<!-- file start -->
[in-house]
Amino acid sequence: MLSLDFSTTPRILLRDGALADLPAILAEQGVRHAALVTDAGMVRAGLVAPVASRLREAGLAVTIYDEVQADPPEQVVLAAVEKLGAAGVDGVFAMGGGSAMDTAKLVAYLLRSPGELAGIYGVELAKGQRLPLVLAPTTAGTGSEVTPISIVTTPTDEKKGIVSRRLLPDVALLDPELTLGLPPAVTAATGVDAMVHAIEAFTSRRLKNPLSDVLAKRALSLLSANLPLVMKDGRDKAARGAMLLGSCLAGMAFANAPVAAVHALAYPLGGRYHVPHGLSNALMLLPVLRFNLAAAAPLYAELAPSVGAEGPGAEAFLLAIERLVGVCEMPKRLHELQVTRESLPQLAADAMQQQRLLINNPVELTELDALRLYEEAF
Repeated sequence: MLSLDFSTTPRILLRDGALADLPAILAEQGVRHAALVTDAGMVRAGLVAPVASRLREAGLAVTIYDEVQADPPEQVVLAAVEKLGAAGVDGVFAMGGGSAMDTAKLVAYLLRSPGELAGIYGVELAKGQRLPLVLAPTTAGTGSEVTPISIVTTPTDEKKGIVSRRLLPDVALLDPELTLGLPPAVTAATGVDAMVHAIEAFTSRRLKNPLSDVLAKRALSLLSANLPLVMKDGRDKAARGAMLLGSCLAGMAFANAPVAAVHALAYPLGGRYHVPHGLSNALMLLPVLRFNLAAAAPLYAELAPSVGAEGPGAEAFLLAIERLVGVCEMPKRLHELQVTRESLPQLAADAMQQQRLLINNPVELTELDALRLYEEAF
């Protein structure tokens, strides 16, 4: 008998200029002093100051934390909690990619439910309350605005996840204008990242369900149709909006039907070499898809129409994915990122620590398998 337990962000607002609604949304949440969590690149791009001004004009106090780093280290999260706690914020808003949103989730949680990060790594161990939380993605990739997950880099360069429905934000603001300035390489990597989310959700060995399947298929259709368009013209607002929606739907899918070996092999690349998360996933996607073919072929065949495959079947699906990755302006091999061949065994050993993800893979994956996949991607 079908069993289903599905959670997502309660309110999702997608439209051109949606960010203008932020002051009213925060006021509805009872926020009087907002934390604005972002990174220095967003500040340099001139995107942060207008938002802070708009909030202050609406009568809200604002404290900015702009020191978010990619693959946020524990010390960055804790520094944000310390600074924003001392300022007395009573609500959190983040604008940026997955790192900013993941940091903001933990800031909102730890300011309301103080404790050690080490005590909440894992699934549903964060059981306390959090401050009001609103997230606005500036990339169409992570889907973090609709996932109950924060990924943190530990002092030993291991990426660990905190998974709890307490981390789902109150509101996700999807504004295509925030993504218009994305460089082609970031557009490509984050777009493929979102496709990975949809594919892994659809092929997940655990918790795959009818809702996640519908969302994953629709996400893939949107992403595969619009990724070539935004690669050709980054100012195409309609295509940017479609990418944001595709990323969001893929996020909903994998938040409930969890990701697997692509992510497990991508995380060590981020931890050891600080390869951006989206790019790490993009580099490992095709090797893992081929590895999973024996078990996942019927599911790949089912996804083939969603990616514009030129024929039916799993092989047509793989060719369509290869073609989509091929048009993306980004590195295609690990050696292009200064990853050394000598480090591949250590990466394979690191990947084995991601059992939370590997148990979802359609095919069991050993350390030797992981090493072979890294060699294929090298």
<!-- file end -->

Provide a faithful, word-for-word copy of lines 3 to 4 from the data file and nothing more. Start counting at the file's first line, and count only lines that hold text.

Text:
Repeated sequence: MLSLDFSTTPRILLRDGALADLPAILAEQGVRHAALVTDAGMVRAGLVAPVASRLREAGLAVTIYDEVQADPPEQVVLAAVEKLGAAGVDGVFAMGGGSAMDTAKLVAYLLRSPGELAGIYGVELAKGQRLPLVLAPTTAGTGSEVTPISIVTTPTDEKKGIVSRRLLPDVALLDPELTLGLPPAVTAATGVDAMVHAIEAFTSRRLKNPLSDVLAKRALSLLSANLPLVMKDGRDKAARGAMLLGSCLAGMAFANAPVAAVHALAYPLGGRYHVPHGLSNALMLLPVLRFNLAAAAPLYAELAPSVGAEGPGAEAFLLAIERLVGVCEMPKRLHELQVTRESLPQLAADAMQQQRLLINNPVELTELDALRLYEEAF
């Protein structure tokens, strides 16, 4: 008998200029002093100051934390909690990619439910309350605005996840204008990242369900149709909006039907070499898809129409994915990122620590398998 337990962000607002609604949304949440969590690149791009001004004009106090780093280290999260706690914020808003949103989730949680990060790594161990939380993605990739997950880099360069429905934000603001300035390489990597989310959700060995399947298929259709368009013209607002929606739907899918070996092999690349998360996933996607073919072929065949495959079947699906990755302006091999061949065994050993993800893979994956996949991607 079908069993289903599905959670997502309660309110999702997608439209051109949606960010203008932020002051009213925060006021509805009872926020009087907002934390604005972002990174220095967003500040340099001139995107942060207008938002802070708009909030202050609406009568809200604002404290900015702009020191978010990619693959946020524990010390960055804790520094944000310390600074924003001392300022007395009573609500959190983040604008940026997955790192900013993941940091903001933990800031909102730890300011309301103080404790050690080490005590909440894992699934549903964060059981306390959090401050009001609103997230606005500036990339169409992570889907973090609709996932109950924060990924943190530990002092030993291991990426660990905190998974709890307490981390789902109150509101996700999807504004295509925030993504218009994305460089082609970031557009490509984050777009493929979102496709990975949809594919892994659809092929997940655990918790795959009818809702996640519908969302994953629709996400893939949107992403595969619009990724070539935004690669050709980054100012195409309609295509940017479609990418944001595709990323969001893929996020909903994998938040409930969890990701697997692509992510497990991508995380060590981020931890050891600080390869951006989206790019790490993009580099490992095709090797893992081929590895999973024996078990996942019927599911790949089912996804083939969603990616514009030129024929039916799993092989047509793989060719369509290869073609989509091929048009993306980004590195295609690990050696292009200064990853050394000598480090591949250590990466394979690191990947084995991601059992939370590997148990979802359609095919069991050993350390030797992981090493072979890294060699294929090298």